Polymeric microspheres and microcapsules have received much attention as drug delivery systems in recent years to modify and retard drug release. Earlier studies have investigated the influence on in vitro ranitidine release from microspheres prepared using cellulose acetate and chitosan polymers. Moreover hollow microspheres developed using ethyl cellulose demonstrated sustained ranitidine delivery. Microspheres preparation involves coating of individual drug particles by inert polymeric material, through which the drug diffuse at a controlled and predictable rate in the surrounding medium. Variability and bioavailability for weakly basic drug substances can be overcome through increased residence time at absorption site and releasing the drug at a controlled rate. Incorporation of pH modifiers such as citric, fumaric or sorbic acid to alter drug release and hence bioavailability is a common approach employed with matrix and coated systems[10–13] but have not been investigated for their influence in the floating delivery system. The enhancement in the release of weakly basic drugs by incorporated pH modifiers occurs mainly through modulation of microenvironmental pH (pHM). However, the selection of appropriate pH modifier for a specific drug is not as straightforward as it may appear. The majority of the frequently used pH modifiers are more soluble at higher pH as compared to most basic drug compounds. Since we assume that the pH modifiers diffuse out more rapidly as compared to the drug, the pH-modifying effect within and in the interface of the dosage form may influence the diffusion of drug molecules.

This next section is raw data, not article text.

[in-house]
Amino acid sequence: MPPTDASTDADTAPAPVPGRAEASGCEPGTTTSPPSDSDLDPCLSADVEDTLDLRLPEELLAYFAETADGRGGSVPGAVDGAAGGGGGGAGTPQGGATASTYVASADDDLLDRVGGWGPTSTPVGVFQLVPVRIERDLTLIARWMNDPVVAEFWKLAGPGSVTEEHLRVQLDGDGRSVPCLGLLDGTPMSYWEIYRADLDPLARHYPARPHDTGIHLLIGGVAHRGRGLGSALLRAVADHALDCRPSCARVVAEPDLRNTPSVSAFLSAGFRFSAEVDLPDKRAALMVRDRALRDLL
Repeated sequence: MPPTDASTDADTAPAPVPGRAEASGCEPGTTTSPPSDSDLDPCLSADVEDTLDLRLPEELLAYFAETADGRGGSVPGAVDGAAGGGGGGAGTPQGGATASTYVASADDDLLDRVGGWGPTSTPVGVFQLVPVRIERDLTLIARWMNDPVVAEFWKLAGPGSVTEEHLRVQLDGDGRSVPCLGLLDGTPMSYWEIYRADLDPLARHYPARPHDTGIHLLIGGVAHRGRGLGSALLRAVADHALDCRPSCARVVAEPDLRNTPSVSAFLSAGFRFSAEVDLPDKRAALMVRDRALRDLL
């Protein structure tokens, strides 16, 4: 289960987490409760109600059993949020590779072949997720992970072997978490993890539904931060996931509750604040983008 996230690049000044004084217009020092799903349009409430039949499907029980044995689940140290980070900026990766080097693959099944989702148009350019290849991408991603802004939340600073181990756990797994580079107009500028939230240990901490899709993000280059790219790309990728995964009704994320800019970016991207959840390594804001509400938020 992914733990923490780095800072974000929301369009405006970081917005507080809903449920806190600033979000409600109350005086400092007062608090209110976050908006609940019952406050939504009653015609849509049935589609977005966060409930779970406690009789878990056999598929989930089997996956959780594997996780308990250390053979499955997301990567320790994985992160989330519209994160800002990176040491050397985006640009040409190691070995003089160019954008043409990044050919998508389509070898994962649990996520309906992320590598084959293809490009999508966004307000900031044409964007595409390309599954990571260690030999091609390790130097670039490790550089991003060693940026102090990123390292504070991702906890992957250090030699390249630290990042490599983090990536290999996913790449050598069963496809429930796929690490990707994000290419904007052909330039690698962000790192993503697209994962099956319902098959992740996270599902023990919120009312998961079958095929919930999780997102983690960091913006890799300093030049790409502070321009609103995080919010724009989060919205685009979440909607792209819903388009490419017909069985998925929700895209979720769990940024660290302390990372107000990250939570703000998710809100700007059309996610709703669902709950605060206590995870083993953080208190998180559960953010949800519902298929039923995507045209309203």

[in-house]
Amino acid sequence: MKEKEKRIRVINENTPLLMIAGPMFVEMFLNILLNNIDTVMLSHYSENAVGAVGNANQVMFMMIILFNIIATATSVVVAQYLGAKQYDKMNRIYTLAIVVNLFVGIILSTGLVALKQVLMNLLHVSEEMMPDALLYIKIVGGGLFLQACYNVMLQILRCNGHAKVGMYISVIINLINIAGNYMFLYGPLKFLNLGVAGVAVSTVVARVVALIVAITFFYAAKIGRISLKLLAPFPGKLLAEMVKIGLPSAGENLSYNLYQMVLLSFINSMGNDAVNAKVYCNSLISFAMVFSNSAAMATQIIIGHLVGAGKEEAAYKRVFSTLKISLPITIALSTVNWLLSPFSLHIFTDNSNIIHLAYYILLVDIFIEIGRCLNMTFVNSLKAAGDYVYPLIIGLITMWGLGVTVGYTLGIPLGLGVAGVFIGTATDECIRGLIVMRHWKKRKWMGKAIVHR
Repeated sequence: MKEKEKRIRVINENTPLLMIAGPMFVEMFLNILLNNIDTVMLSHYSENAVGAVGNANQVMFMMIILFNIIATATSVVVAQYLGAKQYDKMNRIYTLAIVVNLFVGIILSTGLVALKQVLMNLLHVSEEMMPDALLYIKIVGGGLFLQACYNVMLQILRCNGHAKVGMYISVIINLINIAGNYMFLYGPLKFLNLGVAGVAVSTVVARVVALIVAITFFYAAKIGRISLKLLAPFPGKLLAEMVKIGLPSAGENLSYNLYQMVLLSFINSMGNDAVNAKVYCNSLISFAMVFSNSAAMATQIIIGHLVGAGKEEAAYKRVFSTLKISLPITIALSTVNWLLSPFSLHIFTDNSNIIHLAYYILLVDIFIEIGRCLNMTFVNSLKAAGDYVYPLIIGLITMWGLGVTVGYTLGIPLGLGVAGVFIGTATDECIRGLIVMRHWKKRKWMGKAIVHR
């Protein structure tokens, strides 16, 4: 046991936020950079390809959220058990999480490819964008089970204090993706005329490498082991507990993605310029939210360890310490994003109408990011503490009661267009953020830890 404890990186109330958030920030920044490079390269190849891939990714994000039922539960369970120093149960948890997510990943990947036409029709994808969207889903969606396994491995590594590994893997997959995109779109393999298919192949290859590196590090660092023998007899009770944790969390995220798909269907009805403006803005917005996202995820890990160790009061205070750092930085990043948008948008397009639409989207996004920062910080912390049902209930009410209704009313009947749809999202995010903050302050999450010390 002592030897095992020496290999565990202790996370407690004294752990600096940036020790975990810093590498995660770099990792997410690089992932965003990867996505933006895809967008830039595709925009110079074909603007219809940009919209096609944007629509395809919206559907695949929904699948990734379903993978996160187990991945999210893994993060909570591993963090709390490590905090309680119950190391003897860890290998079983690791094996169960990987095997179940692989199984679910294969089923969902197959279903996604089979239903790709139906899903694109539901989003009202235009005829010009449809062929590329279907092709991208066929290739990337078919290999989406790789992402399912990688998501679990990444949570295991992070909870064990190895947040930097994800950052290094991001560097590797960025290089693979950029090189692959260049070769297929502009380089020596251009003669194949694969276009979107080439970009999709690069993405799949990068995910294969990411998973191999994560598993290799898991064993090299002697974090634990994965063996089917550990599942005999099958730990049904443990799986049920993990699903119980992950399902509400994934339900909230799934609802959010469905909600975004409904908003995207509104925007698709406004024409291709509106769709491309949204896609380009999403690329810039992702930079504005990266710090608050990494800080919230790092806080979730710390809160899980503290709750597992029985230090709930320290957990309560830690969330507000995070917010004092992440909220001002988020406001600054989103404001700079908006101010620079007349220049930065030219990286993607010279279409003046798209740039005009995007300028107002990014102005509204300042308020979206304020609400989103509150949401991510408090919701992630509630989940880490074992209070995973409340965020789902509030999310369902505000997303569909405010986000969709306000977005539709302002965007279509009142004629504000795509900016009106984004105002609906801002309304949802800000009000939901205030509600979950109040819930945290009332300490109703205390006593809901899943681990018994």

Ranitidine hydrochloride (RHCl), H2 receptor antagonist, is widely prescribed in Zollinger-Ellison syndrome, gastroesophageal reflux disease, erosive esophagitis, gastric and duodenal ulceration. It is absorbed from upper GIT and has only 50% bioavailability. Colonic metabolism of RHCl is partly responsible for poor bioavailability of drug. Hence it was thought that formulation residing at absorption window for prolonged period may be a useful approach to enhance bioavailability of RHCl. Therefore this study deals with the formulation and evaluation of RHCl floating microspheres prepared with EC and Eu RS100 alone or in combination. Additionally this report also investigated effect of incorporation of various pH modifiers on RHCl release from microspheres.
RHCl, EC and Eu RS100 were obtained as a gift sample from Zydus Cadila Healthcare, India, Glenmark Pharmaceuticals, India and Colorcon Asia Ltd., India, respectively. All other chemicals/reagents used were of analytical pharmaceutical grade.